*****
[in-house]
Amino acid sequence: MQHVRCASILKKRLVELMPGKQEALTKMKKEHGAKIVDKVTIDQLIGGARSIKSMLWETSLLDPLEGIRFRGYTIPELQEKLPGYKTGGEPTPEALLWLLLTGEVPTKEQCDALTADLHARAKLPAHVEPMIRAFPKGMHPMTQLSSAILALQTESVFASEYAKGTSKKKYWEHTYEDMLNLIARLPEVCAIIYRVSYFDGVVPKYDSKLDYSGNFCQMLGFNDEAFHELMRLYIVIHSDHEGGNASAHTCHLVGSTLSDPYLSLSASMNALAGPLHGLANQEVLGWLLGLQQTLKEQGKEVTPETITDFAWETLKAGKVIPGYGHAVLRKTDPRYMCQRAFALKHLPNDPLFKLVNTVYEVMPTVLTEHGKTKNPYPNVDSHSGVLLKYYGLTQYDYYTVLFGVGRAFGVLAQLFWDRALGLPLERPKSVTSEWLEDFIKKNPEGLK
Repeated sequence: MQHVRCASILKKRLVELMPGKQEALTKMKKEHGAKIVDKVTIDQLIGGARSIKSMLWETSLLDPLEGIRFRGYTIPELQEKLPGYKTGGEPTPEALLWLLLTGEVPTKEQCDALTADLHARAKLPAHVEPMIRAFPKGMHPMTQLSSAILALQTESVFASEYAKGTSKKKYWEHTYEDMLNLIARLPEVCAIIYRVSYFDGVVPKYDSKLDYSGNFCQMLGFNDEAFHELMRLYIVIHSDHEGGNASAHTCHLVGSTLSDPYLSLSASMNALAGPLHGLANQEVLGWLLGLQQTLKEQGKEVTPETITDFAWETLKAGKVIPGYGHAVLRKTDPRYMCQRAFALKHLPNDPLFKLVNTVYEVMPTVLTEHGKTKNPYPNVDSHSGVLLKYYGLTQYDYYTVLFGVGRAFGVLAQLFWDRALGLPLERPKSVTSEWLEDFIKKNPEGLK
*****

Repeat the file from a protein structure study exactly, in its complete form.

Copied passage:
[in-house]
Amino acid sequence: MQHVRCASILKKRLVELMPGKQEALTKMKKEHGAKIVDKVTIDQLIGGARSIKSMLWETSLLDPLEGIRFRGYTIPELQEKLPGYKTGGEPTPEALLWLLLTGEVPTKEQCDALTADLHARAKLPAHVEPMIRAFPKGMHPMTQLSSAILALQTESVFASEYAKGTSKKKYWEHTYEDMLNLIARLPEVCAIIYRVSYFDGVVPKYDSKLDYSGNFCQMLGFNDEAFHELMRLYIVIHSDHEGGNASAHTCHLVGSTLSDPYLSLSASMNALAGPLHGLANQEVLGWLLGLQQTLKEQGKEVTPETITDFAWETLKAGKVIPGYGHAVLRKTDPRYMCQRAFALKHLPNDPLFKLVNTVYEVMPTVLTEHGKTKNPYPNVDSHSGVLLKYYGLTQYDYYTVLFGVGRAFGVLAQLFWDRALGLPLERPKSVTSEWLEDFIKKNPEGLK
Repeated sequence: MQHVRCASILKKRLVELMPGKQEALTKMKKEHGAKIVDKVTIDQLIGGARSIKSMLWETSLLDPLEGIRFRGYTIPELQEKLPGYKTGGEPTPEALLWLLLTGEVPTKEQCDALTADLHARAKLPAHVEPMIRAFPKGMHPMTQLSSAILALQTESVFASEYAKGTSKKKYWEHTYEDMLNLIARLPEVCAIIYRVSYFDGVVPKYDSKLDYSGNFCQMLGFNDEAFHELMRLYIVIHSDHEGGNASAHTCHLVGSTLSDPYLSLSASMNALAGPLHGLANQEVLGWLLGLQQTLKEQGKEVTPETITDFAWETLKAGKVIPGYGHAVLRKTDPRYMCQRAFALKHLPNDPLFKLVNTVYEVMPTVLTEHGKTKNPYPNVDSHSGVLLKYYGLTQYDYYTVLFGVGRAFGVLAQLFWDRALGLPLERPKSVTSEWLEDFIKKNPEGLK